|Fei Fangfirstname.lastname@example.org||Tuesdays 3pm-4pm (Tuesdays when she lectures)||Wean Hall (WEH) 4126|
|Dave Touretzkyemail@example.com||Tuesdays 3pm-4pm (Tuesdays when he lectures)||GHC 9013|
|Richard Gufirstname.lastname@example.org||Wednesdays 4pm-5pm||GHC 5th Floor Teaching Commons|
|Yuan Gaoemail@example.com||Tuesdays 10am-11am||GHC 5th Floor Teaching Commons|
|Gaurav Lahiryfirstname.lastname@example.org||Mondays 2pm-3pm||GHC 5th Floor Teaching Commons|
|Thomas Z Liemail@example.com||Mondays 12pm-1pm||GHC 5th Floor Teaching Commons|
|Jonathan Lingjie Lifirstname.lastname@example.org||Fridays 4pm-5pm||GHC 5th Floor Teaching Commons|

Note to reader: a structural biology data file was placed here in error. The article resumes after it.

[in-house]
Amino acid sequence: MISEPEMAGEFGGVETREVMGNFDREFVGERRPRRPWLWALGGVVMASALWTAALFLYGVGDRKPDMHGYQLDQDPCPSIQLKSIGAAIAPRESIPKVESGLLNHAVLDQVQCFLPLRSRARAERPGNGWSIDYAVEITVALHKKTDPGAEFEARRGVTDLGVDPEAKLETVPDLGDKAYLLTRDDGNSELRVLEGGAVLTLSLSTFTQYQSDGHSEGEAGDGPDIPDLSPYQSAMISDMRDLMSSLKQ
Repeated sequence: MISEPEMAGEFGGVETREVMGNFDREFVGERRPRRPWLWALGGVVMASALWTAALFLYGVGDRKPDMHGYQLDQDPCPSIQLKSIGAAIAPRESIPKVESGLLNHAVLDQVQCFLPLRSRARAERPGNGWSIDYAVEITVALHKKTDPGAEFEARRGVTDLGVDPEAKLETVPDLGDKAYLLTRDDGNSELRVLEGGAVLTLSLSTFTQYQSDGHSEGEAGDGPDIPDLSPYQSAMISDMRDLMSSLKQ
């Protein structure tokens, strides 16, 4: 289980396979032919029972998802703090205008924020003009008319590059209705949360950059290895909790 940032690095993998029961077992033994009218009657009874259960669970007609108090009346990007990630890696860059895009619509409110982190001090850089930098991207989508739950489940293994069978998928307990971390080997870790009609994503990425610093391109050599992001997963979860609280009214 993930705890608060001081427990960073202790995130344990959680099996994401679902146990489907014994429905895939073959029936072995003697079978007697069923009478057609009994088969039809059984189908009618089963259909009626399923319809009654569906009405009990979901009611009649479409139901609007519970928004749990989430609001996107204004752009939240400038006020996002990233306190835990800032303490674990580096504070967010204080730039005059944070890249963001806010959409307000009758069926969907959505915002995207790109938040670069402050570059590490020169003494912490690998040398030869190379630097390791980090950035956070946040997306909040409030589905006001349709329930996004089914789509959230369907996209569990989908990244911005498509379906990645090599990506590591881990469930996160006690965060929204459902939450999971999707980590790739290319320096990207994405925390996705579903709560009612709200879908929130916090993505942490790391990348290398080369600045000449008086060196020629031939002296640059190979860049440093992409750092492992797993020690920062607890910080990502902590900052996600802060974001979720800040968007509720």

|Tanay Vakhariaemail@example.com||Thursdays 4pm-5pm||GHC 5th Floor Teaching Commons|
|8/28 (Tue)||Introduction||Fang and Touretzky||ppt||video||R&N Chapters 1 and 2|
|8/30 (Thu)||Search (1): Uninformed Search
|Touretzky||ppt||video||R&N Ch. 3.1-3.4|
|9/4 (Tue)||Search (2): Informed Search and Local Search||Touretzky||ppt||video||R&N Ch. 3.5-3.7, 4.1-4.2|
|9/6 (Thu)||Satisfiability (1): Constraint Satisfaction Problems||Touretzky||ppt||video||R&N Ch. 6|
|9/11 (Tue)||Satisfiability (2): Propositional Logic and Resolution||Touretzky||ppt||video||R&N Ch. 7.1-7.5|
|9/13 (Thu)||Satisfiability (3): Solving SAT
|Touretzky||ppt||video||R&N Ch. 7.6-7.8|
|9/18 (Tue)||Optimization (1): Optimization and Convex Optimization||Fang||ppt||video||Convex Optimization, Chapters 1, 4, Stephen Boyd and Lieven Vandenberghe (Cambridge University Press)|
|9/20 (Thu)|| Optimization (2): Linear Programming
HW2 Due HW3 Out